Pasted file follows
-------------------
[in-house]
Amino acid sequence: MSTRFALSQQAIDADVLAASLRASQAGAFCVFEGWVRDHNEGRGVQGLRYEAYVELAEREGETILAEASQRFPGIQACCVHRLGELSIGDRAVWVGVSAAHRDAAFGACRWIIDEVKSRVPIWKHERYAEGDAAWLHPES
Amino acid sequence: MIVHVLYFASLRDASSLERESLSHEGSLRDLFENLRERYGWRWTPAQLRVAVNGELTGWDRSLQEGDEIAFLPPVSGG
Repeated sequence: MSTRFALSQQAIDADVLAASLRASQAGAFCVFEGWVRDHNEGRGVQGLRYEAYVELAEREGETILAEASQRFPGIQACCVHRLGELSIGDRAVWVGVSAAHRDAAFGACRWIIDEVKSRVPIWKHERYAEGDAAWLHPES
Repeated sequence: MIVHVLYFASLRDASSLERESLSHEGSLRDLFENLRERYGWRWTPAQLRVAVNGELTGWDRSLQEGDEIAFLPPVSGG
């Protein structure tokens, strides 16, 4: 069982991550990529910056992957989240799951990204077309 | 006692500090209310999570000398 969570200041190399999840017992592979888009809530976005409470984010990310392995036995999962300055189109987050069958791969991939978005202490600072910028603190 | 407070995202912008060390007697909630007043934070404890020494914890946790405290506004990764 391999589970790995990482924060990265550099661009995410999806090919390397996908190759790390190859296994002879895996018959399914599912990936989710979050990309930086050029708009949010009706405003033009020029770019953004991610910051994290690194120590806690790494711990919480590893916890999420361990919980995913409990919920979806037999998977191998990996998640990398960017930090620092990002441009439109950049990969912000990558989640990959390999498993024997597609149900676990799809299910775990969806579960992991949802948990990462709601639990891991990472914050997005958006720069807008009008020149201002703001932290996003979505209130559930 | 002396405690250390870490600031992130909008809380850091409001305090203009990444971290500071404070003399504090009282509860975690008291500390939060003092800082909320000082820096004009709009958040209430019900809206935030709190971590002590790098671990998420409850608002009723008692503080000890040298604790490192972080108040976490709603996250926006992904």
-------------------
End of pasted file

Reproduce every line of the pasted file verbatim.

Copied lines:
[in-house]
Amino acid sequence: MSTRFALSQQAIDADVLAASLRASQAGAFCVFEGWVRDHNEGRGVQGLRYEAYVELAEREGETILAEASQRFPGIQACCVHRLGELSIGDRAVWVGVSAAHRDAAFGACRWIIDEVKSRVPIWKHERYAEGDAAWLHPES
Amino acid sequence: MIVHVLYFASLRDASSLERESLSHEGSLRDLFENLRERYGWRWTPAQLRVAVNGELTGWDRSLQEGDEIAFLPPVSGG
Repeated sequence: MSTRFALSQQAIDADVLAASLRASQAGAFCVFEGWVRDHNEGRGVQGLRYEAYVELAEREGETILAEASQRFPGIQACCVHRLGELSIGDRAVWVGVSAAHRDAAFGACRWIIDEVKSRVPIWKHERYAEGDAAWLHPES
Repeated sequence: MIVHVLYFASLRDASSLERESLSHEGSLRDLFENLRERYGWRWTPAQLRVAVNGELTGWDRSLQEGDEIAFLPPVSGG
């Protein structure tokens, strides 16, 4: 069982991550990529910056992957989240799951990204077309 | 006692500090209310999570000398 969570200041190399999840017992592979888009809530976005409470984010990310392995036995999962300055189109987050069958791969991939978005202490600072910028603190 | 407070995202912008060390007697909630007043934070404890020494914890946790405290506004990764 391999589970790995990482924060990265550099661009995410999806090919390397996908190759790390190859296994002879895996018959399914599912990936989710979050990309930086050029708009949010009706405003033009020029770019953004991610910051994290690194120590806690790494711990919480590893916890999420361990919980995913409990919920979806037999998977191998990996998640990398960017930090620092990002441009439109950049990969912000990558989640990959390999498993024997597609149900676990799809299910775990969806579960992991949802948990990462709601639990891991990472914050997005958006720069807008009008020149201002703001932290996003979505209130559930 | 002396405690250390870490600031992130909008809380850091409001305090203009990444971290500071404070003399504090009282509860975690008291500390939060003092800082909320000082820096004009709009958040209430019900809206935030709190971590002590790098671990998420409850608002009723008692503080000890040298604790490192972080108040976490709603996250926006992904």